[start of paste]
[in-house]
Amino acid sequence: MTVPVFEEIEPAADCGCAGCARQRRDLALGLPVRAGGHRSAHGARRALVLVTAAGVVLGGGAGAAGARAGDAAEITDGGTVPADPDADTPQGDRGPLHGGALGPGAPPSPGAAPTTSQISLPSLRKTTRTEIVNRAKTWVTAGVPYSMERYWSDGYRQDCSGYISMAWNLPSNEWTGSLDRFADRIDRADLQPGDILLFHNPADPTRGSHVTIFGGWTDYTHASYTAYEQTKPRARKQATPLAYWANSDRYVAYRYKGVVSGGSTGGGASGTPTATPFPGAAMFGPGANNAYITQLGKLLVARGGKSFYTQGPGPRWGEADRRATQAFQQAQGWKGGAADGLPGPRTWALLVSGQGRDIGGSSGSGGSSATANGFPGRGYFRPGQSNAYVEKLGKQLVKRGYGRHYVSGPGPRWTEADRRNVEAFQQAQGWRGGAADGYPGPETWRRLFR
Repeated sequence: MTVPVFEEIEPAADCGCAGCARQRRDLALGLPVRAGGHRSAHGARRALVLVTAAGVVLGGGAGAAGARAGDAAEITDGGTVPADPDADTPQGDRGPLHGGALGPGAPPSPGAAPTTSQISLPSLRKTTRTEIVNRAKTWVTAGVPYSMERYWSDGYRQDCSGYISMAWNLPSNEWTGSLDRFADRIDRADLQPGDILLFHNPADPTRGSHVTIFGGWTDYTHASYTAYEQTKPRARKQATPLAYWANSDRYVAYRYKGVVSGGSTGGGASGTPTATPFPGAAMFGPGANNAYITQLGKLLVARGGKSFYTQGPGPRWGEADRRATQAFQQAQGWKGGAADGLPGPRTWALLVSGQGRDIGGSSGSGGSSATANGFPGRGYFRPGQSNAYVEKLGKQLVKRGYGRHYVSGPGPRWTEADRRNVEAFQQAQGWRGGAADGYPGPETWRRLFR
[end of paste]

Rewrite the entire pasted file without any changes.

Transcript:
[in-house]
Amino acid sequence: MTVPVFEEIEPAADCGCAGCARQRRDLALGLPVRAGGHRSAHGARRALVLVTAAGVVLGGGAGAAGARAGDAAEITDGGTVPADPDADTPQGDRGPLHGGALGPGAPPSPGAAPTTSQISLPSLRKTTRTEIVNRAKTWVTAGVPYSMERYWSDGYRQDCSGYISMAWNLPSNEWTGSLDRFADRIDRADLQPGDILLFHNPADPTRGSHVTIFGGWTDYTHASYTAYEQTKPRARKQATPLAYWANSDRYVAYRYKGVVSGGSTGGGASGTPTATPFPGAAMFGPGANNAYITQLGKLLVARGGKSFYTQGPGPRWGEADRRATQAFQQAQGWKGGAADGLPGPRTWALLVSGQGRDIGGSSGSGGSSATANGFPGRGYFRPGQSNAYVEKLGKQLVKRGYGRHYVSGPGPRWTEADRRNVEAFQQAQGWRGGAADGYPGPETWRRLFR
Repeated sequence: MTVPVFEEIEPAADCGCAGCARQRRDLALGLPVRAGGHRSAHGARRALVLVTAAGVVLGGGAGAAGARAGDAAEITDGGTVPADPDADTPQGDRGPLHGGALGPGAPPSPGAAPTTSQISLPSLRKTTRTEIVNRAKTWVTAGVPYSMERYWSDGYRQDCSGYISMAWNLPSNEWTGSLDRFADRIDRADLQPGDILLFHNPADPTRGSHVTIFGGWTDYTHASYTAYEQTKPRARKQATPLAYWANSDRYVAYRYKGVVSGGSTGGGASGTPTATPFPGAAMFGPGANNAYITQLGKLLVARGGKSFYTQGPGPRWGEADRRATQAFQQAQGWKGGAADGLPGPRTWALLVSGQGRDIGGSSGSGGSSATANGFPGRGYFRPGQSNAYVEKLGKQLVKRGYGRHYVSGPGPRWTEADRRNVEAFQQAQGWRGGAADGYPGPETWRRLFR